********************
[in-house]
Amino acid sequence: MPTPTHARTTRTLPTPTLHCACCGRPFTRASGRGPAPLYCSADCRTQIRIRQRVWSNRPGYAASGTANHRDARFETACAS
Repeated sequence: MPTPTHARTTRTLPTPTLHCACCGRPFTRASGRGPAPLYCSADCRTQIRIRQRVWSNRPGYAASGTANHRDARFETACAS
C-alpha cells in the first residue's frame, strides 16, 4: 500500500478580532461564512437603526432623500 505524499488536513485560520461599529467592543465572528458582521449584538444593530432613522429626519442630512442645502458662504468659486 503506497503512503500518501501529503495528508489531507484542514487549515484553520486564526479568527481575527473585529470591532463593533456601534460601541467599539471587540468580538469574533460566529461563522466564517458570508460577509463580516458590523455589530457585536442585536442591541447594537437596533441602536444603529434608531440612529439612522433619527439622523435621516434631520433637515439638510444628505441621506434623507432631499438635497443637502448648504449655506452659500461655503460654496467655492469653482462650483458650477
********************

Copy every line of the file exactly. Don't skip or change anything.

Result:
[in-house]
Amino acid sequence: MPTPTHARTTRTLPTPTLHCACCGRPFTRASGRGPAPLYCSADCRTQIRIRQRVWSNRPGYAASGTANHRDARFETACAS
Repeated sequence: MPTPTHARTTRTLPTPTLHCACCGRPFTRASGRGPAPLYCSADCRTQIRIRQRVWSNRPGYAASGTANHRDARFETACAS
C-alpha cells in the first residue's frame, strides 16, 4: 500500500478580532461564512437603526432623500 505524499488536513485560520461599529467592543465572528458582521449584538444593530432613522429626519442630512442645502458662504468659486 503506497503512503500518501501529503495528508489531507484542514487549515484553520486564526479568527481575527473585529470591532463593533456601534460601541467599539471587540468580538469574533460566529461563522466564517458570508460577509463580516458590523455589530457585536442585536442591541447594537437596533441602536444603529434608531440612529439612522433619527439622523435621516434631520433637515439638510444628505441621506434623507432631499438635497443637502448648504449655506452659500461655503460654496467655492469653482462650483458650477